Blaming patients will not improve attendance records, say medics

Call for improved IT between hospitals with easier cancellation systems for patients

Faced with so many missing patients, consultants and doctors could be forgiven for being angry. However, the majority of medics believe blaming patients will do little to improve attendance records.

Dr Sean Tierney, vascular surgeon at Tallaght University Hospital, Dublin, who runs an outpatient vascular surgical clinic, said there was only a "small segment who just don't turn up for appointments".

“I don’t think that blaming the patient is the solution here. There are many patients who cannot attend appointments for genuine reasons,” Dr Tierney said.

“Deliberate mis-use is virtually nil in our clinic.”


The fact that patients could wait up to two years was a contributing factor in non-attendance, he said. More than 7,000 people failed to attend their outpatient vascular surgery appointment nationally last year.

The clinic “over books” appointment slots to accommodate for non-attendances, which always occur, Dr Tierney said.

“Some people have been waiting so long for an appointment that they have sought treatment elsewhere. Another reason is many patients are elderly and depend on others for transport to a clinic. There are no arrangements or funding in place for people in nursing homes travelling to clinics, they often depend on a relative to bring them,” Dr Tierney added.


He said non-attendance often relates to the profile of a patient and said in some cases the fact that people were unable to read was a significant issue.

“Although text reminders have helped, we really need a better system in place for allowing people to cancel appointments. Oftentimes people ring to cancel an appointment and leave a message but sometimes that message might not get translated into a cancelled appointment and instead the patient is put down as a DNA.”

Brendan Kelly, professor of psychiatry, Trinity College Dublin, said there were many reasons people do not attend hospital appointments, such as difficulty with travel, problems getting someone to accompany them and ambivalence about attending.

“In psychiatry, there is the additional issue of the stigma still wrongly associated with mental illness in the minds of many. For many who do not attend mental health clinics, we get in touch with them afterwards to follow up, maybe by phone or through a home visit by a community mental health nurse or other member of the multidisciplinary team,” Prof Kelly said.

Last year the percentage of non-attendance at psychiatry appointments was among the highest of any specialty in the country at 18 per cent. For the first three months of 2018 the DNA rate was 19 per cent.

IT improvements

Prof Kelly believes the biggest step towards reducing DNA rates “would be to improve systematically the information technology available across all clinics so as to ensure that appointments are managed as efficiently as possible, and any cancellations can be offered to other people in a timely fashion”.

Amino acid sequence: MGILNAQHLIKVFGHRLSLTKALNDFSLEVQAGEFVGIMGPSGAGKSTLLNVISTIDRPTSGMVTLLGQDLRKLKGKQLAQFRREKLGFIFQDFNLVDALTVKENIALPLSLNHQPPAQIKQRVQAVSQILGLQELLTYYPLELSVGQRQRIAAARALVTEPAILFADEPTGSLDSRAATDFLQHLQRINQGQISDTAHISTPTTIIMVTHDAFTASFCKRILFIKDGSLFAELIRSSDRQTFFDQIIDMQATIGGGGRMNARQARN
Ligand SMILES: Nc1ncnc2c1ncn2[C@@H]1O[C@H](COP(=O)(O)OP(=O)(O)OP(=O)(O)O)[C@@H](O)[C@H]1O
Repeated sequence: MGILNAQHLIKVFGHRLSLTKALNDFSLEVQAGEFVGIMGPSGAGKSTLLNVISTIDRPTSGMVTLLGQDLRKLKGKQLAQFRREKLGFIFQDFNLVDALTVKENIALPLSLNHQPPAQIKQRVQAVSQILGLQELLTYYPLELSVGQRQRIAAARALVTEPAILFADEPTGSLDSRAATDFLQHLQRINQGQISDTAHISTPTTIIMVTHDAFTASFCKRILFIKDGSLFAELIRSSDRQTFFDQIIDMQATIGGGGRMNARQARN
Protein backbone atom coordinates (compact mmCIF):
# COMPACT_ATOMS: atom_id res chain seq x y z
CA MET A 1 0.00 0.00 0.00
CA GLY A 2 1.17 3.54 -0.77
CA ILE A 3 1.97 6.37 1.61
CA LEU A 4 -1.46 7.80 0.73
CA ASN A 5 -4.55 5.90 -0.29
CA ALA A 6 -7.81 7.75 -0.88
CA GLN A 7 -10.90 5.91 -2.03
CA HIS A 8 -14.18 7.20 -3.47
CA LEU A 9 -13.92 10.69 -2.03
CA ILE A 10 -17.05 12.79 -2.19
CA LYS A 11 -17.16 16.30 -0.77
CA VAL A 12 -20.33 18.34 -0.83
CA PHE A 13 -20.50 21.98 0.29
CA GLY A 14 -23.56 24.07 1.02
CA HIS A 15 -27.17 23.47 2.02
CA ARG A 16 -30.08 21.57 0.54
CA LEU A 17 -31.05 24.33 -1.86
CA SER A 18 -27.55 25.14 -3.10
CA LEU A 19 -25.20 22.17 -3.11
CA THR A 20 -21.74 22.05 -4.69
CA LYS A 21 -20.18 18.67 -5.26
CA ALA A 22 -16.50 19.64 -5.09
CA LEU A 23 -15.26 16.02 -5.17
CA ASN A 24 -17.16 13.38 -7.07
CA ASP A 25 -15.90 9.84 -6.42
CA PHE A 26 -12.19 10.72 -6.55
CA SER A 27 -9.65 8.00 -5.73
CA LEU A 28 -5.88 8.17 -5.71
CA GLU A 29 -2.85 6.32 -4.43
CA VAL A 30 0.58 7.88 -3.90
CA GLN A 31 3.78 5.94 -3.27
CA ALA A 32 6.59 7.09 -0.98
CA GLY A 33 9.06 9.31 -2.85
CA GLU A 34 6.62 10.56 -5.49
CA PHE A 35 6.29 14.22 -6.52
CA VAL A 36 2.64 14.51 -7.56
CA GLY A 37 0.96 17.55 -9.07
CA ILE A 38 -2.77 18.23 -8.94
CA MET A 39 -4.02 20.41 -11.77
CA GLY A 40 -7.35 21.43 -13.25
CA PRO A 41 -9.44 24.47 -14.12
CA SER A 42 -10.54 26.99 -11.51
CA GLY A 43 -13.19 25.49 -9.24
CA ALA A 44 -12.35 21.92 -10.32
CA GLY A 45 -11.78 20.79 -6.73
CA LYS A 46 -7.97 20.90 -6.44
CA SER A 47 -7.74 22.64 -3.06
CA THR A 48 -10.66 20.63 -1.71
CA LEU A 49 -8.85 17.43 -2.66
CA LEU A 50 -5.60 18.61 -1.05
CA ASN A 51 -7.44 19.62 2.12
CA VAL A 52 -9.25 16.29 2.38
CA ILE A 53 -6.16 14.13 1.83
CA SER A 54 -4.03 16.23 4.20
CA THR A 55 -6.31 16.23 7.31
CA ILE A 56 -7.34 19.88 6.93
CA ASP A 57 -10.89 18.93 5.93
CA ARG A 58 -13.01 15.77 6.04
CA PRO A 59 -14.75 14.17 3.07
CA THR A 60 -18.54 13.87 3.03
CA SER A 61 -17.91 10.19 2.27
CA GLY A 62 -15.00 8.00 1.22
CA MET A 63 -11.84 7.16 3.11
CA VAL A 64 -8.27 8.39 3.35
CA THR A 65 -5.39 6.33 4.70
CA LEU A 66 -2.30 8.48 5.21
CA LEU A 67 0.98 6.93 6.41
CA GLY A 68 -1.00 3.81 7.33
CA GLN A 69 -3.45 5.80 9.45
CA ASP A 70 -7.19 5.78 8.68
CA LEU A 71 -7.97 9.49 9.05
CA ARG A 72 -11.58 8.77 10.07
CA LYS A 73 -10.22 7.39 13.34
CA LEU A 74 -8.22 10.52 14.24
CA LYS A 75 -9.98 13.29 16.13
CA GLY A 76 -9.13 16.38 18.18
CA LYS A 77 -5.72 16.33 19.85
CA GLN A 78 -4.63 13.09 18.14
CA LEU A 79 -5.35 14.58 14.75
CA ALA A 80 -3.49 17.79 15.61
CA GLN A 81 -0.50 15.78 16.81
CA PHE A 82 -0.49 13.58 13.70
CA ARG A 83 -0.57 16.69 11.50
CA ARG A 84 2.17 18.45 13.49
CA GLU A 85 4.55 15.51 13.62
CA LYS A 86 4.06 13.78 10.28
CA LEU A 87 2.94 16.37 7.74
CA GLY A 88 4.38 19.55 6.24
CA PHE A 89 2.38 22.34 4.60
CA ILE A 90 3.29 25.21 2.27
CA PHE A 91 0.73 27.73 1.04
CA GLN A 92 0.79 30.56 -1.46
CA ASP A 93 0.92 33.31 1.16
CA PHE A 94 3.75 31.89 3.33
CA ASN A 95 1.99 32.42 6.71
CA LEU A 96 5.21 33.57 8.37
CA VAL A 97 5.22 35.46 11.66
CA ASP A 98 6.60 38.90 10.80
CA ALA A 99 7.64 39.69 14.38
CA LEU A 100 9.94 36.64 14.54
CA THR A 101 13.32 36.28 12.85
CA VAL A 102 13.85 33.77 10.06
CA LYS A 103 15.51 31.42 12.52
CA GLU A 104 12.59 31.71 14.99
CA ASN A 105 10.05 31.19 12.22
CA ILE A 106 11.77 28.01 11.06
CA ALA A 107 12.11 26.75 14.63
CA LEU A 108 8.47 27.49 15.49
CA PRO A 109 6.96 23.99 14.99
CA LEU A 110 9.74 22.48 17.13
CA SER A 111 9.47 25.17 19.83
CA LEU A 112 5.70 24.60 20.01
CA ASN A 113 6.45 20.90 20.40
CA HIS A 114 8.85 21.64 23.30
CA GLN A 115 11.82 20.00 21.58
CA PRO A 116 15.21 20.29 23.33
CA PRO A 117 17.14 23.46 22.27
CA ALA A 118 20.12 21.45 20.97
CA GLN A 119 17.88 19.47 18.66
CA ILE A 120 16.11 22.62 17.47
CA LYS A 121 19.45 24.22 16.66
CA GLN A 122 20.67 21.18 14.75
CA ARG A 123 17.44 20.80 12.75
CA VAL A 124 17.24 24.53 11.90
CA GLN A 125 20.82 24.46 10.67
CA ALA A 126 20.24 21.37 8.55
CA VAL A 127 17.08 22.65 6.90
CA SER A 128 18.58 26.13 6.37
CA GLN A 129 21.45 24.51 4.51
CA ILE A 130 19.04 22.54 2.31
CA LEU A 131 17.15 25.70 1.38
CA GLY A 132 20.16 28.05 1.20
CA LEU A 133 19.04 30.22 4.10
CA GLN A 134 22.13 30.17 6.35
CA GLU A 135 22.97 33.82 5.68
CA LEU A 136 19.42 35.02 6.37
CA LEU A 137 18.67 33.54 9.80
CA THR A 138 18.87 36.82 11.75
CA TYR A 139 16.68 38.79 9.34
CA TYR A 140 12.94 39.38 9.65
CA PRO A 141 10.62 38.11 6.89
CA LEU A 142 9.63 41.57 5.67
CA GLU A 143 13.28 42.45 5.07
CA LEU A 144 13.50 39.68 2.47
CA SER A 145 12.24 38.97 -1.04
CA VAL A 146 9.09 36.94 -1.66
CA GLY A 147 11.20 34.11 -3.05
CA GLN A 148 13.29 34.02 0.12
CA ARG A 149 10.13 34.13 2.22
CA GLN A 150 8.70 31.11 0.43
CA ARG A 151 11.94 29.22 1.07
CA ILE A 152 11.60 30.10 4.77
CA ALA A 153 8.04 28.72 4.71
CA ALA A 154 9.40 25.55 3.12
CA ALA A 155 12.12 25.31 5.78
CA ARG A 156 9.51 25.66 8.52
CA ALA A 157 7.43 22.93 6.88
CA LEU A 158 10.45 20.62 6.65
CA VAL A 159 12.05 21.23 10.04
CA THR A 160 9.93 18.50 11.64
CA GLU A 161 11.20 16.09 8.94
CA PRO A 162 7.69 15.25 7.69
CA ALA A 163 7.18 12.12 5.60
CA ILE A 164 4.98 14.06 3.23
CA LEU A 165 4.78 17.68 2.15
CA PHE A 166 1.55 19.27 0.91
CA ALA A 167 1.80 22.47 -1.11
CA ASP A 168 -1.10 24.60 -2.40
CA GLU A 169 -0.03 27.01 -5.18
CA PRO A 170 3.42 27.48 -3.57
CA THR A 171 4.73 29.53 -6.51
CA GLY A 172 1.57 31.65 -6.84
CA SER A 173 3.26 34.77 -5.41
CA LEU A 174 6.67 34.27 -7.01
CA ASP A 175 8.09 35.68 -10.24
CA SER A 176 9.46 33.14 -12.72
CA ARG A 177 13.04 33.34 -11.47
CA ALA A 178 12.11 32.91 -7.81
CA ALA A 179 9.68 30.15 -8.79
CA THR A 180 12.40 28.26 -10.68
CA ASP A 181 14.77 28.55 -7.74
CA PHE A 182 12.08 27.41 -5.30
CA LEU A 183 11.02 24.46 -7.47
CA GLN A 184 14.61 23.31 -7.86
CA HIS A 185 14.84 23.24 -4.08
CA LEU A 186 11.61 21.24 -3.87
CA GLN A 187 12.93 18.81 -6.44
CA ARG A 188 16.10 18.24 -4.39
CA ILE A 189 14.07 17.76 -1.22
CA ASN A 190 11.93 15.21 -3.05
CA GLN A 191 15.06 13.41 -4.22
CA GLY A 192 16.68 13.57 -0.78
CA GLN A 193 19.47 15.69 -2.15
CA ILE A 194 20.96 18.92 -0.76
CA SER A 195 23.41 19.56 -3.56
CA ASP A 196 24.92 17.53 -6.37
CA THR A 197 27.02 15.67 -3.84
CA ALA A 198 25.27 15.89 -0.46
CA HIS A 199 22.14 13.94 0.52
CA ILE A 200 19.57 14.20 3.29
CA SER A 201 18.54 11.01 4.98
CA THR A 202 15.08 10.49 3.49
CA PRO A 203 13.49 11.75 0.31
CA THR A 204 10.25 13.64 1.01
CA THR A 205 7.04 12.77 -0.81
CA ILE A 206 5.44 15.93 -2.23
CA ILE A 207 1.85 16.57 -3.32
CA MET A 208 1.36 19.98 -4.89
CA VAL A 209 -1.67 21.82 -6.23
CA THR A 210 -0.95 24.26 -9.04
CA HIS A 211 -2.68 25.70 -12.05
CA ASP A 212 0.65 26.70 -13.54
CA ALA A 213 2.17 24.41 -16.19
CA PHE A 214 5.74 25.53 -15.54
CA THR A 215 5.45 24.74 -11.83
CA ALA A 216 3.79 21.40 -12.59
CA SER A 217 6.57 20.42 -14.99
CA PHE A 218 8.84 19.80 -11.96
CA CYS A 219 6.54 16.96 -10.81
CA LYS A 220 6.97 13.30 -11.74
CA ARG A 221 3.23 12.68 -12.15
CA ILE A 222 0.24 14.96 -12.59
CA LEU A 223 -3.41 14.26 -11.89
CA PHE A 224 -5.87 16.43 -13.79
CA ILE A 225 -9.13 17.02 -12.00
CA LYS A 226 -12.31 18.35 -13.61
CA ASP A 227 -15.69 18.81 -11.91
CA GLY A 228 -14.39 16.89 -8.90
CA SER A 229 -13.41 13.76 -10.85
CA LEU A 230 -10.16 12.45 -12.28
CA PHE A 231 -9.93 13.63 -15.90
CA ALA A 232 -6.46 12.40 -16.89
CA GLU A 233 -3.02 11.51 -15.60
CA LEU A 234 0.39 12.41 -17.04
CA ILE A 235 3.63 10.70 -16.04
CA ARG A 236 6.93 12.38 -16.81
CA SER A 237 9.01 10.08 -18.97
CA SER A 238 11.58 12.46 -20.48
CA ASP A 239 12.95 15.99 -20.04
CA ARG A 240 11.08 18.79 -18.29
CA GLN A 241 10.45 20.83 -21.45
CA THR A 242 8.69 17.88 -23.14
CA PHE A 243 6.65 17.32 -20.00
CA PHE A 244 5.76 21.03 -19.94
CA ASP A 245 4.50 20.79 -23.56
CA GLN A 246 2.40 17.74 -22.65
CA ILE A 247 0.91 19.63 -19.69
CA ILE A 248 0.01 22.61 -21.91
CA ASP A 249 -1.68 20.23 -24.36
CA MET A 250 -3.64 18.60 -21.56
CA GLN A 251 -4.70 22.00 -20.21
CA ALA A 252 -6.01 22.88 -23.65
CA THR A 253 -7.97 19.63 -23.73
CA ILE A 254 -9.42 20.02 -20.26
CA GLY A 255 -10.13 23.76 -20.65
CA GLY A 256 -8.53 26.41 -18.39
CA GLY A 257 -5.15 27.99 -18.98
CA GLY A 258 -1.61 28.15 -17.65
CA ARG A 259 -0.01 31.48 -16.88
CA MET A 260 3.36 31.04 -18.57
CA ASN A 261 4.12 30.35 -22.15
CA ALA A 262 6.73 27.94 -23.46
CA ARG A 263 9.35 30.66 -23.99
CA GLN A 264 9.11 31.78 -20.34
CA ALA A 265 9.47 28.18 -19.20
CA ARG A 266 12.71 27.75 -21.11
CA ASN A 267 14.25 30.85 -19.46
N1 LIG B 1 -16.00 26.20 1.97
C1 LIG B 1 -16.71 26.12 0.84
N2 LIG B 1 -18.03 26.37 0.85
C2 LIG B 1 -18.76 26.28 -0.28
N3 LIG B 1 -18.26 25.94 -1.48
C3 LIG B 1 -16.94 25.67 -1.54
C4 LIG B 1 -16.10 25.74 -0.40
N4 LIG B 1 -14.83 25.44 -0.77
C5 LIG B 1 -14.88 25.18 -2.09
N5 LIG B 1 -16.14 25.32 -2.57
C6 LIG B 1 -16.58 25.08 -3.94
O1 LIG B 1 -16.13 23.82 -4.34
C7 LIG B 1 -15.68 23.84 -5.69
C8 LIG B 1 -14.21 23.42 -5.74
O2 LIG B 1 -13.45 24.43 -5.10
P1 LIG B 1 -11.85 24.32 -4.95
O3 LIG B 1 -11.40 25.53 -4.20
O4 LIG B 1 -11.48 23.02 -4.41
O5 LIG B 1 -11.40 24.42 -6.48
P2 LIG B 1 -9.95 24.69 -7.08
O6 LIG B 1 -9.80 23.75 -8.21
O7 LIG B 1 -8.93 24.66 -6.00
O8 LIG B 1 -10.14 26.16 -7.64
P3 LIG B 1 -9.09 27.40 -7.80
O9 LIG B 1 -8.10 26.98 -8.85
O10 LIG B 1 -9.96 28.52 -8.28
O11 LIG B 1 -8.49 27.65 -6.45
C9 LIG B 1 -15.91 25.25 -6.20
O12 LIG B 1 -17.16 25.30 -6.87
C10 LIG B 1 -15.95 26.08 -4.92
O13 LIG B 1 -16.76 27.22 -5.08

“In the context of mental health, we recently did a study looking at the effect of SMS [text message/] reminders on attendance at a community adult mental health clinic in our service, published in the Irish Journal of Medical Science,” he said.

“We found that the chief value of text message reminders lies not in reminding patients of appointments but in providing a convenient way for patients to cancel them, thus allowing far more appointments to be offered. I think the systematic use of these techniques across all of the health service would help optimise the resources available for outpatient care and deliver more, better care.

“Broader information technology changes are also needed – more electronic patient records in hospitals and clinics, and information systems that connect from hospital to hospital, which are, at present, limited.”

Another hospital consultant, who did not wish to be named, said he was frustrated at the lack of HSE funds to provide a text messaging service.


“Issues certainly for me were the lack of HSE funds to provide a texting service to help remind individuals. Therefore I insisted that letters were issued six weeks in advance to try and avoid DNAs,” he said.

In some centres the estimated cost of a DNA space was about €129, he added.

After two consecutive DNAs, he wrote to the GP and discharged the patient, or asked if there was a clinical reason why they failed to attend.

“This certainly would mean that GPs would realise I was serious and this definitely helped improve the referrals and therefore attendance rates,” he said.

“Some colleagues often actively ‘overbooked’ the clinic because they would anticipate a high DNA rate. This in my opinion only led to a greater issue in the day where the clinics were completely over run with individuals and there was an uncomfortable atmosphere to simply get through the clinic. The patients would sense this and felt undervalued or that if they didn’t turn up they wouldn’t be missed. This in turn fed into the DNA culture.”

If an individual felt the service was interested in their issues then the DNA rate was lower, he added.

The exact cost of DNAs in Ireland is unknown. In the UK the cost of missed appointments is estimated to be hundreds of millions of pounds annually.